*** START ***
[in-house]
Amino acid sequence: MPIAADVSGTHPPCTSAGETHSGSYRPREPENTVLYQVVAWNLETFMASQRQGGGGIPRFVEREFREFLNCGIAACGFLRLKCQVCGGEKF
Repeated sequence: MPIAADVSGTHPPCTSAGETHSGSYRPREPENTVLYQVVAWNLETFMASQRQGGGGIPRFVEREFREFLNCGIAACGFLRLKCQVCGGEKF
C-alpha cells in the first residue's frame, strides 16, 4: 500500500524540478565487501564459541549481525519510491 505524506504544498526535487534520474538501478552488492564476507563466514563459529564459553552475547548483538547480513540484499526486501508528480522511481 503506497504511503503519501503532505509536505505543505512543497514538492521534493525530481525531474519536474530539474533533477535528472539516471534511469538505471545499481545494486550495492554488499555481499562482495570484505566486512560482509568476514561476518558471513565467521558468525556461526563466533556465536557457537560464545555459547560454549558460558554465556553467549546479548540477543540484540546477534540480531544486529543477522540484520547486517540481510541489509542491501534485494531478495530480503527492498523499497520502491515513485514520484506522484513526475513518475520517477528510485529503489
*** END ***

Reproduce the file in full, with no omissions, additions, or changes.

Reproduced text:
[in-house]
Amino acid sequence: MPIAADVSGTHPPCTSAGETHSGSYRPREPENTVLYQVVAWNLETFMASQRQGGGGIPRFVEREFREFLNCGIAACGFLRLKCQVCGGEKF
Repeated sequence: MPIAADVSGTHPPCTSAGETHSGSYRPREPENTVLYQVVAWNLETFMASQRQGGGGIPRFVEREFREFLNCGIAACGFLRLKCQVCGGEKF
C-alpha cells in the first residue's frame, strides 16, 4: 500500500524540478565487501564459541549481525519510491 505524506504544498526535487534520474538501478552488492564476507563466514563459529564459553552475547548483538547480513540484499526486501508528480522511481 503506497504511503503519501503532505509536505505543505512543497514538492521534493525530481525531474519536474530539474533533477535528472539516471534511469538505471545499481545494486550495492554488499555481499562482495570484505566486512560482509568476514561476518558471513565467521558468525556461526563466533556465536557457537560464545555459547560454549558460558554465556553467549546479548540477543540484540546477534540480531544486529543477522540484520547486517540481510541489509542491501534485494531478495530480503527492498523499497520502491515513485514520484506522484513526475513518475520517477528510485529503489